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Graduate School Preparation within an Undergraduate Program (Work in Progress)

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2017 ASEE Annual Conference & Exposition


Columbus, Ohio

Publication Date

June 24, 2017

Start Date

June 24, 2017

End Date

June 28, 2017

Conference Session

Professionalism and Preparations Developed by Graduate Study Programs—Graduate Studies Division Technical Session 7

Tagged Division

Graduate Studies

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Paper Authors


Aaron Carpenter Wentworth Institute of Technology

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Professor Carpenter is an Assistant Professor at the Wentworth Institute of Technology, focusing on Computer Engineering. In 2012, he completed his PhD on the performance and energy of the on-chip interconnect at the University of Rochester.

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Nate Derbinsky Wentworth Institute of Technology

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Yugu Yang-Keathley Wentworth Institute of Technology


Durga Suresh Wentworth Institute of Technology

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Durga Suresh is an associate professor in the department of computer science and networking and has been teaching at WIT for over fifteen years, including courses in software engineering, databases, architecture, and capstone projects.
She has been involved in service-learning projects in urban Boston and has developed CS-outreach-oriented seminar classes in which college juniors and seniors develop and deploy CS curricula to middle school students. She has extensive experience with designing and teaching project based, multidisciplinary courses with collaboration and input from industry partners.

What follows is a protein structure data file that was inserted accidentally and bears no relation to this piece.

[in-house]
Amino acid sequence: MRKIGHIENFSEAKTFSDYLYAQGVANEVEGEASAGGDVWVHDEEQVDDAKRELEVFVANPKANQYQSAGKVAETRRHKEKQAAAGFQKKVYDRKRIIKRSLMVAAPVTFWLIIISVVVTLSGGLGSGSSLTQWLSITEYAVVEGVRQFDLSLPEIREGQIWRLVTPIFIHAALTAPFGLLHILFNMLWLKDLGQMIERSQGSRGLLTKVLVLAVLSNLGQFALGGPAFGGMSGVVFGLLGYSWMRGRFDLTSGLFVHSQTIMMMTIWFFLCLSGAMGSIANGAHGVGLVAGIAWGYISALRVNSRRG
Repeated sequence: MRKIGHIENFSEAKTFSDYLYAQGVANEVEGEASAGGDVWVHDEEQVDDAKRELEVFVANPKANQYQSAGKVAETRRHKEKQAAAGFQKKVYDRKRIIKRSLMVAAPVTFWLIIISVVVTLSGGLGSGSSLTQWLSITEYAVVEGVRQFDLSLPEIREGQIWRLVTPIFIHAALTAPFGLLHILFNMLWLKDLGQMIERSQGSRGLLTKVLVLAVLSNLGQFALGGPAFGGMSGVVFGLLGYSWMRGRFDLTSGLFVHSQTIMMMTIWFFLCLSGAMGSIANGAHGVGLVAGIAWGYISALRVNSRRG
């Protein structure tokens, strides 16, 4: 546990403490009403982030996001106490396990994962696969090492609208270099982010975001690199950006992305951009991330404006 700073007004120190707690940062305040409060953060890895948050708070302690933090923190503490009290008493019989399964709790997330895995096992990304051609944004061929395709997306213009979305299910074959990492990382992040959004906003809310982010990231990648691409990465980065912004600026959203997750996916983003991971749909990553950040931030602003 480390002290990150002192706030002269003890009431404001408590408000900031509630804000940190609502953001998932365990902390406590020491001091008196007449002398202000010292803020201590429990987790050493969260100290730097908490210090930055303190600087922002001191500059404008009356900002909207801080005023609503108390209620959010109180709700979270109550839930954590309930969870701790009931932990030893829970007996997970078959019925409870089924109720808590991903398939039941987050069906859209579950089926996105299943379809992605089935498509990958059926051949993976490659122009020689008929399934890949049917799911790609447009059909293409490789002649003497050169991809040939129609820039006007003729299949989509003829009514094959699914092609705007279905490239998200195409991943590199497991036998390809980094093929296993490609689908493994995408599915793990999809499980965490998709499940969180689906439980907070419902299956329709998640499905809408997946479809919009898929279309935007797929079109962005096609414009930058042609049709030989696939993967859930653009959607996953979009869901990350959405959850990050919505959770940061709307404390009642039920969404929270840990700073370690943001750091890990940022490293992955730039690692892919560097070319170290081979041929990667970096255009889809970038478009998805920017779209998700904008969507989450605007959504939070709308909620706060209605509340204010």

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Graduate school is becoming a necessity for long-term success in the STEM fields. Unfortunately, many students are ill-prepared for the graduate school application process or for the graduate school experience, particularly if their undergraduate institution has primarily undergraduate programs, which is precisely the case at Wentworth Institute of Technology (WIT). Students at WIT get a first-rate undergraduate education, as well as a minimum of two semesters working in a co-op (typically paid, in industry). However, preliminary student surveys have broadly shown that they feel under-prepared for graduate school. To fix this feeling of deficiency among majors in Electrical and Computer Engineering, as well as Computer Science and Computer Networking, a consortium of faculty developed and delivered graduate-school seminars to (a) gauge student interest in graduate school, (b) provide students the information necessary for the graduate-school application process, and (c) inform students of their options for graduate degrees and programs.

This work-in-progress reports on the first rounds of seminars, describing the seminars’ organization and proceedings, as well as the results of surveys given before and after the seminars. The seminar was organized to first introduce our undergraduates, consisting largely of first-generation college students focused on job preparation, to their options for graduate school. This includes types of degrees (MS, PhD, MBA, etc.), sources of financing (grants, assistantships, employer-assisted, etc.), the application process (CV, personal statement, recommendations), and what to expect as a graduate student doing research and/or attending graduate classes.

The survey focused on the students’ interest and knowledge both before and after the seminar. Preliminary data reveal that students show reluctance about finances and a general lack of information. After the seminar, students felt more comfortable, claiming they are now more interested in pursuing a graduate degree (mainly MS).

In order to help colleges better prepare their students for graduate school, we present our seminar organization and survey results. The work also presents tips for preparing students and insights into the student motivation and interest in graduate school.

Carpenter, A., & Derbinsky, N., & Yang-Keathley, Y., & Suresh, D. (2017, June), Graduate School Preparation within an Undergraduate Program (Work in Progress) Paper presented at 2017 ASEE Annual Conference & Exposition, Columbus, Ohio. 10.18260/1-2--28418

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